The performances are better than the script would normally allow with only Winstead feeling off, as though she felt she was in a different film. She is a wonderful actress, as her work in television’s Fargo proved, the long limbed lady can dominate a scene when in the mood to do so. Here, whatever she was doing just did not work. But that is a minor quibble.
Basco steals every scene she is in, a tiny mastermind who loves every second of her as a bad guy and the attentions of the others. It was nice to see Rosie Perez doing something interesting, and Smollett-Bell is solid.
Anyone hoping for a cameo from Jared Leto, forget it. There is no chance, after his behaviour on Suicide Squad that Warner Brothers would have him on a film set again. They get around this by using a double shot from behind, and it is really all we need.
McGregor is wonderful as a full scale bug eyes lunatic, going so far over the top as he ever has before and it looks like ghreat fund. He seems to be having the same sort of fun Jack Nicholson had playing the devil In The Witches of Eastwick (1987). Always underplaying his characters it was actually refreshing to see him go so far out on a limb.
And Robbie, who also produced this film and put together the all female team to bring the picture to the screen, is excellent, again as Harley Quinn. She owns the screen whenever on it, and as she is in nearly every frame of this film, that is a lot of high power charisma at work. After knocking out audiences in The Wolf of Wall Street (2013) she has gone on to two Academy Award nominations for her work in I, Tonya (2017) and this past year in Bombshell (2019). In addition she was the heart and soul of Quentin Tarantino’s Once Upon a Time in Hollywood (2019) portraying the ssweet soul Sharon Tate. Brilliant here, her star continues to rise because she elevates this film to a level much higher than it deserves.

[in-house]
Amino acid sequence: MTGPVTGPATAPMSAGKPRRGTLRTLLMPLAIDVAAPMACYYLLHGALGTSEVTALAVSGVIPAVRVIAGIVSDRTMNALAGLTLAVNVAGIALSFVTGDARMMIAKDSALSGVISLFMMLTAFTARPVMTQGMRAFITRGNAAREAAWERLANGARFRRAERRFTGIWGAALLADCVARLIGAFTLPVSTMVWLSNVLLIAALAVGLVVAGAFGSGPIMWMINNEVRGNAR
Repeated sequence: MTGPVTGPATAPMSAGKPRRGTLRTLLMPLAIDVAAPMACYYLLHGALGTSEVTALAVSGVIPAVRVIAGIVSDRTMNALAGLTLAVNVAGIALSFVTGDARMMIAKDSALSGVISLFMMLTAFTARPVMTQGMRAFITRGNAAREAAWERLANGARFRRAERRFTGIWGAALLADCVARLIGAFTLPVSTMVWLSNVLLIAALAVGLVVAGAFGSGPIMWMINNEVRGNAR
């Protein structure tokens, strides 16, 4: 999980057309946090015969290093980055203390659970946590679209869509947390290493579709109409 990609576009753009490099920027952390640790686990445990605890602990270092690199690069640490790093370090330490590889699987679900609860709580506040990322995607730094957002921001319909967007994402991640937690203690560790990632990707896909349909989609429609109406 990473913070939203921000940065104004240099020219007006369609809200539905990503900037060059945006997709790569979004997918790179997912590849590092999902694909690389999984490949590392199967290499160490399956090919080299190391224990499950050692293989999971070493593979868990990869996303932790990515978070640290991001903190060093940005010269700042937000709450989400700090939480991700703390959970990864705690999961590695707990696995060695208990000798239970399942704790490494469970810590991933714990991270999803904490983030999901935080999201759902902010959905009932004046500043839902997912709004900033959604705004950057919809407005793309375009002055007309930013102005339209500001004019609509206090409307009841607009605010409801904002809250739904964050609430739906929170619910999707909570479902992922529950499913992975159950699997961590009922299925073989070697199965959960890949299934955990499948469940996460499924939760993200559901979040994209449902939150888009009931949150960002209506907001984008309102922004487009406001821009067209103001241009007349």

Thoroughly entertaining, in fact as entertaining as it is implausible, you will have a good time. The dark influence of Joker (2019) is on every frame.
And then forget about the movie minutes after seeing it. The movie…Robbie is quite unforgettable.
John H. Foote is a well-recognized Canadian film critic/historian who has been an active critic for 30 years. His deep love for the movies began at a very young age. He began his career as co-host of the popular TV show Reel to Real where he remained for nine years. While on TV he began dabbling in education, eventually ascending to Director of the Toronto Film School, where he also taught film history. After leaving the college to care for his wife, he returned to teaching at Humber College where he taught both Film History and Method Acting Theory. John has written two books: “Clint Eastwood – Evolution of a Filmmaker” and the upcoming “Spielberg – American Film Visionary”. He is currently working on two books, one about the films of the seventies and another on the films of Martin Scorsese. Through his career he has worked in TV, radio, print and the web. John has interviewed everyone in the industry (more than 300 interviews) except Jack Nicholson, he says sadly. Highlights include Martin Scorsese, Tom Cruise, Meryl Streep Robert Duvall, Jane Fonda, Francis Ford Coppola and Kathryn Bigelow.